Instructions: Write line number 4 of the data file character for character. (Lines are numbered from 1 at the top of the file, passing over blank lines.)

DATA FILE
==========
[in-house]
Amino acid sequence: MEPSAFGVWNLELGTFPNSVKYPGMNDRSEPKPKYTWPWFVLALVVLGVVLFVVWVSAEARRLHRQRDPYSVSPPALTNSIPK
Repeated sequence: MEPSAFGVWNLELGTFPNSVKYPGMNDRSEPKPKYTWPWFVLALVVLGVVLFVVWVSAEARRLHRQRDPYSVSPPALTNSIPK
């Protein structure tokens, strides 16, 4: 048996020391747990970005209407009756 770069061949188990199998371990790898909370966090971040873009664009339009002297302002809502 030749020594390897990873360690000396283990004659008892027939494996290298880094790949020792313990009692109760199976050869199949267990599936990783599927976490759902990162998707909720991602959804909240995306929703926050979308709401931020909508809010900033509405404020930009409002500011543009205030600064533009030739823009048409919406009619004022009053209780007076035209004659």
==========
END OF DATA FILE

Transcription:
């Protein structure tokens, strides 16, 4: 048996020391747990970005209407009756 770069061949188990199998371990790898909370966090971040873009664009339009002297302002809502 030749020594390897990873360690000396283990004659008892027939494996290298880094790949020792313990009692109760199976050869199949267990599936990783599927976490759902990162998707909720991602959804909240995306929703926050979308709401931020909508809010900033509405404020930009409002500011543009205030600064533009030739823009048409919406009619004022009053209780007076035209004659």